We looked around the world and discovered that there was truly no way to validate your modeling skills. There was no way to get external validation. There were a few training firms that offered a bit of a multiple-choice test, something very gentle to give you a certificate, but it wasn't rigorous. It wasn't proctored, it wasn't serious. We realized that there was a huge gap and a need to build a truly rigorous accreditation body within the field of financial modeling, much like the CPA organization, much like the CFA organization. I have my CFA designation and the CFA Institute has been very supportive of us for the last few years.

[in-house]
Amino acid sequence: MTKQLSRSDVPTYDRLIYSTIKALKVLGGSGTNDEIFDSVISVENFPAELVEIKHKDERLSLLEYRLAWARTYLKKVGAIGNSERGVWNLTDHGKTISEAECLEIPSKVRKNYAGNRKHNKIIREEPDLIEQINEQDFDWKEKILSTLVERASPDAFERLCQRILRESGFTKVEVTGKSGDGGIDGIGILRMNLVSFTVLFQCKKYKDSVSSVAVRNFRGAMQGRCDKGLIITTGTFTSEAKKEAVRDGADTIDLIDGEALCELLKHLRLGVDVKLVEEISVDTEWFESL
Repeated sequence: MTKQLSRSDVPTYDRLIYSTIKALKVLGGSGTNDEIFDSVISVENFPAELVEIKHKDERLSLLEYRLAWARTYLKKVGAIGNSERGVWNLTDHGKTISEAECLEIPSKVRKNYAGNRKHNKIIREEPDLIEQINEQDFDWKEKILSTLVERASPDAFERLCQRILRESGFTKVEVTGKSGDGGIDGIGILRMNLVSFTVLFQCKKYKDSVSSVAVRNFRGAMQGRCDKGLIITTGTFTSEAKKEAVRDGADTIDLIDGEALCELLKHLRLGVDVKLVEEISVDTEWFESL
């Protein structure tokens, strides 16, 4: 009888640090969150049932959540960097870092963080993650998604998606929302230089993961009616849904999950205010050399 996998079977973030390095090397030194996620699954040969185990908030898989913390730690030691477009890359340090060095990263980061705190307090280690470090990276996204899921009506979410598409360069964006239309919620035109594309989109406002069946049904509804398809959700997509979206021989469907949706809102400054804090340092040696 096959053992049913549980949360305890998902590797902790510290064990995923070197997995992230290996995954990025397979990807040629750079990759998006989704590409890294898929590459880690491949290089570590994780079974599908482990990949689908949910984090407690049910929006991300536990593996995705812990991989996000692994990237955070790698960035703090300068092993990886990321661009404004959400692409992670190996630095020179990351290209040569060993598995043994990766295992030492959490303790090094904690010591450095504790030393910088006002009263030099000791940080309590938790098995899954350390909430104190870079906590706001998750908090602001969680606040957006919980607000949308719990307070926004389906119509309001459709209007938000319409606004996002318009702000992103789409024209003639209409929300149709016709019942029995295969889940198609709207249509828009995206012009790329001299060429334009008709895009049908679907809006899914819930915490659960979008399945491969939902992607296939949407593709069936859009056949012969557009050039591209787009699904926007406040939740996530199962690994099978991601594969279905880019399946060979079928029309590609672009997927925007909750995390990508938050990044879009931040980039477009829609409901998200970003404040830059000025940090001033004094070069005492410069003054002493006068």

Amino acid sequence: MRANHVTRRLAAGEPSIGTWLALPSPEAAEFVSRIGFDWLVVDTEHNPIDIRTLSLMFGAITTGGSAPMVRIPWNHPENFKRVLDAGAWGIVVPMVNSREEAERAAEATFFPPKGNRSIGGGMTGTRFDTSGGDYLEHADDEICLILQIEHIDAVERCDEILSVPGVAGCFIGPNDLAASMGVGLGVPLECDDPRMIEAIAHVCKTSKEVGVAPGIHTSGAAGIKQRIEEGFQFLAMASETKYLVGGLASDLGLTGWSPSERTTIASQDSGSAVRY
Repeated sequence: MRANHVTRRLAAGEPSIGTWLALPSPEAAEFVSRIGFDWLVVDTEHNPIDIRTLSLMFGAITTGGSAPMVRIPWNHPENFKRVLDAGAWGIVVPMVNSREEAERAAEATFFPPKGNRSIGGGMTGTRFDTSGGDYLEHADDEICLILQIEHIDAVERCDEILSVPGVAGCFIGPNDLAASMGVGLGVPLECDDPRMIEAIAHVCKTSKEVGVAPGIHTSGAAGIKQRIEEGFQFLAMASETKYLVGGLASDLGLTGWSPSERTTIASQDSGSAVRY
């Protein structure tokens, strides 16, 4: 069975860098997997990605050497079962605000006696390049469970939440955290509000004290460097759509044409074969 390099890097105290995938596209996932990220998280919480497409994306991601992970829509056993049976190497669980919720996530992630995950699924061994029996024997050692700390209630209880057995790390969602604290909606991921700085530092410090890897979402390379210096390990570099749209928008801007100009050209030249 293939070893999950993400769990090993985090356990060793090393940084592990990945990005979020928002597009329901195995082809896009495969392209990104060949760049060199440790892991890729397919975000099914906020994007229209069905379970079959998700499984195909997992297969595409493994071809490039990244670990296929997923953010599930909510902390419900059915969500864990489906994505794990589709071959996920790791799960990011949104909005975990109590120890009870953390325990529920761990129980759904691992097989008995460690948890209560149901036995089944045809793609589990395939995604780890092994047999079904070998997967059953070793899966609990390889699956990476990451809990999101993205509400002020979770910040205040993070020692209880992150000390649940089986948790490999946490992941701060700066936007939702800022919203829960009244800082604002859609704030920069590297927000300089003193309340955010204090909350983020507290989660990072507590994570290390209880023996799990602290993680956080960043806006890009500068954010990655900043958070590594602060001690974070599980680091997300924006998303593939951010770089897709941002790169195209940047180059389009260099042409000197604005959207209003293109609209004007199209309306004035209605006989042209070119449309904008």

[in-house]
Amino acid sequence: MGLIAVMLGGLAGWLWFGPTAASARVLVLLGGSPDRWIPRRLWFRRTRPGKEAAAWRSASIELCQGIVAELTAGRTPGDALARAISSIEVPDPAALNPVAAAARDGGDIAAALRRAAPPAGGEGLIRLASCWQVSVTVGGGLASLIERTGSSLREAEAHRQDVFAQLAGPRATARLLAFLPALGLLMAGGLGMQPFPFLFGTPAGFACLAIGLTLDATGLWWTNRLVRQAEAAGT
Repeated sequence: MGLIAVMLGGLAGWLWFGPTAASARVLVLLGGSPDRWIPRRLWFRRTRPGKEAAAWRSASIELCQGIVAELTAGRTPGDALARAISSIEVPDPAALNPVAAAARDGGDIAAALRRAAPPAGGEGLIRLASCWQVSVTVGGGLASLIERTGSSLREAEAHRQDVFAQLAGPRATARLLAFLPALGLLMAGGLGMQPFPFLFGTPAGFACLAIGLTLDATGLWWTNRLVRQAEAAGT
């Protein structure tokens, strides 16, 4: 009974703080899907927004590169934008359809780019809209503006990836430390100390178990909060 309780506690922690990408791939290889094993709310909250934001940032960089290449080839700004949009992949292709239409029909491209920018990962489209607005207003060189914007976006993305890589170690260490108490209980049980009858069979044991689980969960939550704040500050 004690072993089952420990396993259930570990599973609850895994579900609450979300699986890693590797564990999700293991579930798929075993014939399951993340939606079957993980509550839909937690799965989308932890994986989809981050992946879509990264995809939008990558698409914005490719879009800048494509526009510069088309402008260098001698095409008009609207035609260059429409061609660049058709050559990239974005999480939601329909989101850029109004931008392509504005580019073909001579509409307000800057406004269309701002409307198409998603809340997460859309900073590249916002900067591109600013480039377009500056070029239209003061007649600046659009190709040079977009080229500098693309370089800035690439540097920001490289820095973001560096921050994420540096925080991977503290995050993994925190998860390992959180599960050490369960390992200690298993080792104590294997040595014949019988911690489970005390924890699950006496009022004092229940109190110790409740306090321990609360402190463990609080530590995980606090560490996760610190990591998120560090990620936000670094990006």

In fact, I'm very pleased to report that the former CEO of the CFA Institute, his name is Paul Smith, based in Hong Kong, is going to be joining our board and joining our team as a senior advisor at the FMI in the coming weeks because he's really excited and passionate about the work we're doing to build up an accreditation body in the field of modeling because one doesn't exist. As I was saying, so many employers are looking for this skill in their professionals.

Megan: Just out of curiosity, is it technology agnostic or how does technology play into--? [chuckles]

Ian: Yes, that's an excellent question. I guess you mean in terms of the buildup of financial models or in terms of running the FMI platform because it's two different things? I guess you're more interested in the modeling piece of it?

Megan: Yes. The modeling piece of it.